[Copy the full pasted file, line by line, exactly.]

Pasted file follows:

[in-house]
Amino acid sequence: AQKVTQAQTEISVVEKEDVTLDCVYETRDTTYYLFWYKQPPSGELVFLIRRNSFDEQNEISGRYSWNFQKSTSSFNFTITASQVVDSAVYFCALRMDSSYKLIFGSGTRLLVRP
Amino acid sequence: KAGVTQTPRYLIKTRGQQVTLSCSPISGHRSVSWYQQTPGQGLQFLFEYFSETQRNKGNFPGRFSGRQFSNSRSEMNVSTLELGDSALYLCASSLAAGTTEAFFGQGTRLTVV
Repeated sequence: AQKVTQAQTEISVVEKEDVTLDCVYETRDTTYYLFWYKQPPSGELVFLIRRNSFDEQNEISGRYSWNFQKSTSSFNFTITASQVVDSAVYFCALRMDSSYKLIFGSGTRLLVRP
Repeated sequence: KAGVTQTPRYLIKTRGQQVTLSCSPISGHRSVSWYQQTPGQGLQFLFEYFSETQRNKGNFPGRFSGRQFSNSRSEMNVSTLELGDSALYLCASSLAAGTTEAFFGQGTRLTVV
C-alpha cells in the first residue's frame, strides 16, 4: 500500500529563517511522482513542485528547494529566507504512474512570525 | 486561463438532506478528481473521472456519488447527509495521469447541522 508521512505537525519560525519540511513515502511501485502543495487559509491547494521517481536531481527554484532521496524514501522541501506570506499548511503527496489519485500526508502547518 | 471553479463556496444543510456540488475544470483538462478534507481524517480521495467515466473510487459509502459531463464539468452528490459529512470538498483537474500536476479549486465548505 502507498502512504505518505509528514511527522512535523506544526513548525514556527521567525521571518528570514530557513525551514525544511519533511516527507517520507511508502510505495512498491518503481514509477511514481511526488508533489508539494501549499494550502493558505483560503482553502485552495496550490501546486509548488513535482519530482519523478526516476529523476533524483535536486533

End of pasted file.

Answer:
[in-house]
Amino acid sequence: AQKVTQAQTEISVVEKEDVTLDCVYETRDTTYYLFWYKQPPSGELVFLIRRNSFDEQNEISGRYSWNFQKSTSSFNFTITASQVVDSAVYFCALRMDSSYKLIFGSGTRLLVRP
Amino acid sequence: KAGVTQTPRYLIKTRGQQVTLSCSPISGHRSVSWYQQTPGQGLQFLFEYFSETQRNKGNFPGRFSGRQFSNSRSEMNVSTLELGDSALYLCASSLAAGTTEAFFGQGTRLTVV
Repeated sequence: AQKVTQAQTEISVVEKEDVTLDCVYETRDTTYYLFWYKQPPSGELVFLIRRNSFDEQNEISGRYSWNFQKSTSSFNFTITASQVVDSAVYFCALRMDSSYKLIFGSGTRLLVRP
Repeated sequence: KAGVTQTPRYLIKTRGQQVTLSCSPISGHRSVSWYQQTPGQGLQFLFEYFSETQRNKGNFPGRFSGRQFSNSRSEMNVSTLELGDSALYLCASSLAAGTTEAFFGQGTRLTVV
C-alpha cells in the first residue's frame, strides 16, 4: 500500500529563517511522482513542485528547494529566507504512474512570525 | 486561463438532506478528481473521472456519488447527509495521469447541522 508521512505537525519560525519540511513515502511501485502543495487559509491547494521517481536531481527554484532521496524514501522541501506570506499548511503527496489519485500526508502547518 | 471553479463556496444543510456540488475544470483538462478534507481524517480521495467515466473510487459509502459531463464539468452528490459529512470538498483537474500536476479549486465548505 502507498502512504505518505509528514511527522512535523506544526513548525514556527521567525521571518528570514530557513525551514525544511519533511516527507517520507511508502510505495512498491518503481514509477511514481511526488508533489508539494501549499494550502493558505483560503482553502485552495496550490501546486509548488513535482519530482519523478526516476529523476533524483535536486533